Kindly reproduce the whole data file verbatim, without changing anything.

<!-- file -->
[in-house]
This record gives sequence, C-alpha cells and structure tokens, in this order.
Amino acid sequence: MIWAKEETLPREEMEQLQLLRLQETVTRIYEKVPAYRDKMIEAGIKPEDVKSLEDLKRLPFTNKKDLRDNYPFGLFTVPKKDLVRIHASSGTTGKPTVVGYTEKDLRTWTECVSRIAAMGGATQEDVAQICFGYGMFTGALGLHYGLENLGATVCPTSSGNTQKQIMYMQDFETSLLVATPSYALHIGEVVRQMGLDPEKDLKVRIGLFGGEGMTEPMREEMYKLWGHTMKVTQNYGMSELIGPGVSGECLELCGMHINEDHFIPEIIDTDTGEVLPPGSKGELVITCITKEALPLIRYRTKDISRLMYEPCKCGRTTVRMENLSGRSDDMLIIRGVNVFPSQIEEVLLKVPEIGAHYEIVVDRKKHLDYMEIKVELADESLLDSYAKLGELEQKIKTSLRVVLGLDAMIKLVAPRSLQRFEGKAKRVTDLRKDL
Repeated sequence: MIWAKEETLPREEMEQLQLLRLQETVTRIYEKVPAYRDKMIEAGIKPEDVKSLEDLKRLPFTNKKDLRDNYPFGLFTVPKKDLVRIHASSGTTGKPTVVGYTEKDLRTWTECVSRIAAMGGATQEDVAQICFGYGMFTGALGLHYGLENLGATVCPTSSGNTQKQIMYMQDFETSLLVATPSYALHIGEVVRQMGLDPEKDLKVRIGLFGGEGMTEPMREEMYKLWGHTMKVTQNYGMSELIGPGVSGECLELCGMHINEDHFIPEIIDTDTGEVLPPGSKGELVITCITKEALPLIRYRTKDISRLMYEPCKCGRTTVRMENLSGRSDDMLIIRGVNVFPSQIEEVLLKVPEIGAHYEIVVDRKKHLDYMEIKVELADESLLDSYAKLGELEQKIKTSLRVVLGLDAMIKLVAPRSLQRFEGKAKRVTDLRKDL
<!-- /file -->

[in-house]
This record gives sequence, C-alpha cells and structure tokens, in this order.
Amino acid sequence: MIWAKEETLPREEMEQLQLLRLQETVTRIYEKVPAYRDKMIEAGIKPEDVKSLEDLKRLPFTNKKDLRDNYPFGLFTVPKKDLVRIHASSGTTGKPTVVGYTEKDLRTWTECVSRIAAMGGATQEDVAQICFGYGMFTGALGLHYGLENLGATVCPTSSGNTQKQIMYMQDFETSLLVATPSYALHIGEVVRQMGLDPEKDLKVRIGLFGGEGMTEPMREEMYKLWGHTMKVTQNYGMSELIGPGVSGECLELCGMHINEDHFIPEIIDTDTGEVLPPGSKGELVITCITKEALPLIRYRTKDISRLMYEPCKCGRTTVRMENLSGRSDDMLIIRGVNVFPSQIEEVLLKVPEIGAHYEIVVDRKKHLDYMEIKVELADESLLDSYAKLGELEQKIKTSLRVVLGLDAMIKLVAPRSLQRFEGKAKRVTDLRKDL
Repeated sequence: MIWAKEETLPREEMEQLQLLRLQETVTRIYEKVPAYRDKMIEAGIKPEDVKSLEDLKRLPFTNKKDLRDNYPFGLFTVPKKDLVRIHASSGTTGKPTVVGYTEKDLRTWTECVSRIAAMGGATQEDVAQICFGYGMFTGALGLHYGLENLGATVCPTSSGNTQKQIMYMQDFETSLLVATPSYALHIGEVVRQMGLDPEKDLKVRIGLFGGEGMTEPMREEMYKLWGHTMKVTQNYGMSELIGPGVSGECLELCGMHINEDHFIPEIIDTDTGEVLPPGSKGELVITCITKEALPLIRYRTKDISRLMYEPCKCGRTTVRMENLSGRSDDMLIIRGVNVFPSQIEEVLLKVPEIGAHYEIVVDRKKHLDYMEIKVELADESLLDSYAKLGELEQKIKTSLRVVLGLDAMIKLVAPRSLQRFEGKAKRVTDLRKDL